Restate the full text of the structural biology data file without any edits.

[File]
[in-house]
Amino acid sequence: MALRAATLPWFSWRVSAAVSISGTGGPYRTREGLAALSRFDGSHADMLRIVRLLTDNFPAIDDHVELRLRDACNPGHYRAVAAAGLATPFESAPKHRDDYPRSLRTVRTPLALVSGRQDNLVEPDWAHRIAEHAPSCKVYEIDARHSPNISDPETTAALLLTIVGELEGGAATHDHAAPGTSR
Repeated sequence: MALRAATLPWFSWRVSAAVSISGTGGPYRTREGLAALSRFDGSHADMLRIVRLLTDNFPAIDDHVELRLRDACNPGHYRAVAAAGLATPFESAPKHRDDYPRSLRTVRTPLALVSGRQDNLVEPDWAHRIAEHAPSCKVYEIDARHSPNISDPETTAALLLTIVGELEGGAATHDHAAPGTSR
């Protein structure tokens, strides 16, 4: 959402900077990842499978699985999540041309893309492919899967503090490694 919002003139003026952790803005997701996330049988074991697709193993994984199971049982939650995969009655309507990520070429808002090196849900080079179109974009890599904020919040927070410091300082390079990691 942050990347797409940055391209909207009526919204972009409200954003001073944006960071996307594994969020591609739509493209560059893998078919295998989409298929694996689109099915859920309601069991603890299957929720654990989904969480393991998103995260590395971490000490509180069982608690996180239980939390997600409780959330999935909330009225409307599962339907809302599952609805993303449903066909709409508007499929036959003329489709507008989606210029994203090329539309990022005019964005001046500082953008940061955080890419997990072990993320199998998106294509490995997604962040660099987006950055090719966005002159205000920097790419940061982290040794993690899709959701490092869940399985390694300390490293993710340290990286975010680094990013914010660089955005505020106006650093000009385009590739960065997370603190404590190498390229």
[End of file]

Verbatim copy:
[in-house]
Amino acid sequence: MALRAATLPWFSWRVSAAVSISGTGGPYRTREGLAALSRFDGSHADMLRIVRLLTDNFPAIDDHVELRLRDACNPGHYRAVAAAGLATPFESAPKHRDDYPRSLRTVRTPLALVSGRQDNLVEPDWAHRIAEHAPSCKVYEIDARHSPNISDPETTAALLLTIVGELEGGAATHDHAAPGTSR
Repeated sequence: MALRAATLPWFSWRVSAAVSISGTGGPYRTREGLAALSRFDGSHADMLRIVRLLTDNFPAIDDHVELRLRDACNPGHYRAVAAAGLATPFESAPKHRDDYPRSLRTVRTPLALVSGRQDNLVEPDWAHRIAEHAPSCKVYEIDARHSPNISDPETTAALLLTIVGELEGGAATHDHAAPGTSR
């Protein structure tokens, strides 16, 4: 959402900077990842499978699985999540041309893309492919899967503090490694 919002003139003026952790803005997701996330049988074991697709193993994984199971049982939650995969009655309507990520070429808002090196849900080079179109974009890599904020919040927070410091300082390079990691 942050990347797409940055391209909207009526919204972009409200954003001073944006960071996307594994969020591609739509493209560059893998078919295998989409298929694996689109099915859920309601069991603890299957929720654990989904969480393991998103995260590395971490000490509180069982608690996180239980939390997600409780959330999935909330009225409307599962339907809302599952609805993303449903066909709409508007499929036959003329489709507008989606210029994203090329539309990022005019964005001046500082953008940061955080890419997990072990993320199998998106294509490995997604962040660099987006950055090719966005002159205000920097790419940061982290040794993690899709959701490092869940399985390694300390490293993710340290990286975010680094990013914010660089955005505020106006650093000009385009590739960065997370603190404590190498390229």